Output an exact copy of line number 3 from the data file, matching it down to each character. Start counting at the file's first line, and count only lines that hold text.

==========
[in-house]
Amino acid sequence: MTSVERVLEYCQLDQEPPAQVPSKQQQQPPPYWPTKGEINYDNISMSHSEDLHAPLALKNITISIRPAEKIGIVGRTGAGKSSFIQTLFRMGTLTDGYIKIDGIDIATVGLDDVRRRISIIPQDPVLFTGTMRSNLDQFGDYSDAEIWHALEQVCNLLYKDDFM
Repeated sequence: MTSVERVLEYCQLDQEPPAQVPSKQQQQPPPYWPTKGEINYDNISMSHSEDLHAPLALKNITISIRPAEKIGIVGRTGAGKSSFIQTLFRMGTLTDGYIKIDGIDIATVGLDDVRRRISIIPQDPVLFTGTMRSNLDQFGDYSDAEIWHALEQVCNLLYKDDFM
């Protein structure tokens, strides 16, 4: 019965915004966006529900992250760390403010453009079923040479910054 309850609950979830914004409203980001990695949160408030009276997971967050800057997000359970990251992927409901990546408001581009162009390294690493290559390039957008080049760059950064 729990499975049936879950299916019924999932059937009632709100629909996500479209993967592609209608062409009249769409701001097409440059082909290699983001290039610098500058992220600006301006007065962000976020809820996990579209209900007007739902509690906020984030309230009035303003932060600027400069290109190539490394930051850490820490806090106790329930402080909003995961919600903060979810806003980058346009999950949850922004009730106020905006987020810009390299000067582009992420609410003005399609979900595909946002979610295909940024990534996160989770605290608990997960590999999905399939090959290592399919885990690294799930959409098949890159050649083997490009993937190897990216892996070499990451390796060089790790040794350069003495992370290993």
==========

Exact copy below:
Repeated sequence: MTSVERVLEYCQLDQEPPAQVPSKQQQQPPPYWPTKGEINYDNISMSHSEDLHAPLALKNITISIRPAEKIGIVGRTGAGKSSFIQTLFRMGTLTDGYIKIDGIDIATVGLDDVRRRISIIPQDPVLFTGTMRSNLDQFGDYSDAEIWHALEQVCNLLYKDDFM